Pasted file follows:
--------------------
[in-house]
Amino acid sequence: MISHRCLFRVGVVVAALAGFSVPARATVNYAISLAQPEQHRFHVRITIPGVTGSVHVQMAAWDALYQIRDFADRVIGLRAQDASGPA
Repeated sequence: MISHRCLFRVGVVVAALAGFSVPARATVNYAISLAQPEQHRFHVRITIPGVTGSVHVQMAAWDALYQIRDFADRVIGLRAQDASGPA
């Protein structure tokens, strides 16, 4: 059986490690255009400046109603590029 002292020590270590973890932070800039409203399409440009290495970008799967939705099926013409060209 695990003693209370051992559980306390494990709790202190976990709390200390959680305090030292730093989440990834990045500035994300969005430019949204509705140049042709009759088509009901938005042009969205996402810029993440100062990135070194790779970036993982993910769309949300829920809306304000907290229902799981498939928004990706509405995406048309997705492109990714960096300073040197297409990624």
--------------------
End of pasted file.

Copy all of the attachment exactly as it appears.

[in-house]
Amino acid sequence: MISHRCLFRVGVVVAALAGFSVPARATVNYAISLAQPEQHRFHVRITIPGVTGSVHVQMAAWDALYQIRDFADRVIGLRAQDASGPA
Repeated sequence: MISHRCLFRVGVVVAALAGFSVPARATVNYAISLAQPEQHRFHVRITIPGVTGSVHVQMAAWDALYQIRDFADRVIGLRAQDASGPA
């Protein structure tokens, strides 16, 4: 059986490690255009400046109603590029 002292020590270590973890932070800039409203399409440009290495970008799967939705099926013409060209 695990003693209370051992559980306390494990709790202190976990709390200390959680305090030292730093989440990834990045500035994300969005430019949204509705140049042709009759088509009901938005042009969205996402810029993440100062990135070194790779970036993982993910769309949300829920809306304000907290229902799981498939928004990706509405995406048309997705492109990714960096300073040197297409990624």